Interesting questions, then, for the charismatic/Pentecostal churches: what are the limits of acceptability in terms of prophecy? Where is the border between biblical prophecy and more suspect altered-state prophecy? To what extent is it possible/desirable to create a particular atmosphere/mental state among Christians in order to facilitate hearing from God (particularly, where does music cross the line from helpful to dodgy)? How do we balance prophecy with the teachings and traditions of the Church? Try it: ask yourself or your favourite Pentecostal, "Are you a Montanist?"

Friday, 5 December 2008

Walter Brueggemann - Faith at the Nullpunkt

Walter Brueggeman is an Old Testament scholar. One of the things he writes about is the eschatological (i.e. to do with the “last things”: judgment, the new heavens and the new earth etc.) hope we find in the writings of the Old Testament. He says that for Israel, eschatology comes in at the point where it seems like God's promises to Israel have failed, after Jerusalem has fallen and Israel has been taken into exile due to their sin. For Israel, this is the point at which it's hardest to see how what God has promised can ever come to pass, and Brueggeman says that here, Israel has two tasks: to relinquish what has gone, to acknowledge what God has ended; and to receive the gift of hope that he inexplicably and unnecessarily offers to them. Israel is caught between the end of the old and the beginning of the new, and it's in this context that their eschatological hope emerges.

Brueggeman identifies five things that we see at this nullpunkt, this turning point in Israel's history, where they are caught between exile and homecoming; chaos and new creation; complaint and praise:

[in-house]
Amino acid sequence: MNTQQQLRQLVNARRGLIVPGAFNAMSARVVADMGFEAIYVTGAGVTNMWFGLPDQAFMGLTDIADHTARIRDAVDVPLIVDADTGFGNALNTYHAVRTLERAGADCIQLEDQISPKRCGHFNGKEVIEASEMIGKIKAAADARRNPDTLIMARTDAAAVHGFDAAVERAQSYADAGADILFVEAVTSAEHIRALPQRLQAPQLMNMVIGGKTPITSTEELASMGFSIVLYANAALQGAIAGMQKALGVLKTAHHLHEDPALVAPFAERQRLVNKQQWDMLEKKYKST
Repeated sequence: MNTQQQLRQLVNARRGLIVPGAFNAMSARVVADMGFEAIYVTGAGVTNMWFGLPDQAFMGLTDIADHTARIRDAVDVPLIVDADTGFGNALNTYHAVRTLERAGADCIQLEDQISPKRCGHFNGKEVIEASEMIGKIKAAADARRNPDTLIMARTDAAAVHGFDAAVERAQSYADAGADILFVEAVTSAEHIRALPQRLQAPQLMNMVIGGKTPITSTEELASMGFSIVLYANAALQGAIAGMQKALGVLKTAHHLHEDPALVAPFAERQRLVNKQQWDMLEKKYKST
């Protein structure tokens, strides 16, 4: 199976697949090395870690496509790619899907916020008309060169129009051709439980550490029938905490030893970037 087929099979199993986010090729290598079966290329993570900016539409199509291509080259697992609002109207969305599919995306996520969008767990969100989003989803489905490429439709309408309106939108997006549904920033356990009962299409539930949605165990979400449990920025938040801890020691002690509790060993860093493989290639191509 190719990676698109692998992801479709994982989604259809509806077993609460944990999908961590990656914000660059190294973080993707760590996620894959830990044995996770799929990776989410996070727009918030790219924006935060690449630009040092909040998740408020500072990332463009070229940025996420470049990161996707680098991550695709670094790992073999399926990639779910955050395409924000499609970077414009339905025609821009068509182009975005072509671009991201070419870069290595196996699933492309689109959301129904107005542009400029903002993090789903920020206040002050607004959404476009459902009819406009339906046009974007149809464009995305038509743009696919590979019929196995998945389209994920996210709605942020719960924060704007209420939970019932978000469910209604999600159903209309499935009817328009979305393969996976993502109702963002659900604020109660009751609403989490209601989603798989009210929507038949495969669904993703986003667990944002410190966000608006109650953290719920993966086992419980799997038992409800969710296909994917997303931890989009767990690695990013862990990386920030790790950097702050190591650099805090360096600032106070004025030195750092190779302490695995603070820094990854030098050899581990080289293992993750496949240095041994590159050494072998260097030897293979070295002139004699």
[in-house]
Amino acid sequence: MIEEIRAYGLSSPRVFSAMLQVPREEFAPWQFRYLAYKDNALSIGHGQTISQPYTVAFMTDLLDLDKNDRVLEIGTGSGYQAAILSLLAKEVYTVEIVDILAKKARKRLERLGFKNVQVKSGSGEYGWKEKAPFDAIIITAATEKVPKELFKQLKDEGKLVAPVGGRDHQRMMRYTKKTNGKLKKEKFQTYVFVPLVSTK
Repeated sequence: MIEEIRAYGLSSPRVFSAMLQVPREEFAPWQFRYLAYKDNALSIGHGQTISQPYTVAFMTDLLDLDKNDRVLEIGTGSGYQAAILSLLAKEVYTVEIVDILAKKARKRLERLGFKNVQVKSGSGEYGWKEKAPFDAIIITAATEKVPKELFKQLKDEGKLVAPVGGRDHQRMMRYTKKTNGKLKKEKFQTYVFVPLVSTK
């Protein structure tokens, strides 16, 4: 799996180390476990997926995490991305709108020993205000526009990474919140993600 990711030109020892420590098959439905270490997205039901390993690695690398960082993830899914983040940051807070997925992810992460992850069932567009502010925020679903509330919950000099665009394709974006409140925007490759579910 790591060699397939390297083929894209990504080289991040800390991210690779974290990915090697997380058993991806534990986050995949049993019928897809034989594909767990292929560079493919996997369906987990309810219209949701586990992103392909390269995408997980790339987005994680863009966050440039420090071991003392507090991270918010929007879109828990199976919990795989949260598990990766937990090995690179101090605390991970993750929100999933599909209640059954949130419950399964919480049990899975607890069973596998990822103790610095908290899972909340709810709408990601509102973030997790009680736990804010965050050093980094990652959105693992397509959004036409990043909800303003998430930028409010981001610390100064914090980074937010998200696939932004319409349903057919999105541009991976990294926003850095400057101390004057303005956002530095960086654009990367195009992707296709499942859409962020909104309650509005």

1. The turn from exile to homecoming is lyrical, imaginative, and exuberant. Israel is expectant, but it doesn't know exactly what the future redemption will look like. Their hope isn't reasonable, controlled or precise, but wildly exuberant and creative.
  2. Israel’s imaginative exuberance about the future it will receive from Yahweh is informed and shaped by Israel’s memory of his previous generosity and fidelity. The images of exodus, creation, the promised land all shape how Israel thinks about its future.
  3. This way of imagining the hoped-for future, that transposes remembered miracles into anticipated miracles requires a way of thinking that is open to a myriad of images, figures, and metaphors. No single image is adequate because reducing hope to only one image would turn lyrical expectation into description and prediction, something Israel will not and cannot do.
  4. Israel won't and can't give a precise definition of what they are hoping for, but at the same time insists that their hope is about real life in the real world. Because their hope is for the real world, to hope doesn't mean simply to wait around until God acts, but to live in a countercultural way that challenges and subverts their existing sociopolitical situation.
  5. Israel's hope is theocentric, Yahweh-centric. It isn't something they can bring about themselves, but something which they hope and trust that God will do.
This isn't just an interesting perspective on Old Testament eschatology, though - it relates to us, to the Church. As the people of God, caught in many ways between death and resurrection, between Jesus' ascension and his return, Israel can offer a model for us in imagining God's promised future, the kingdom of God.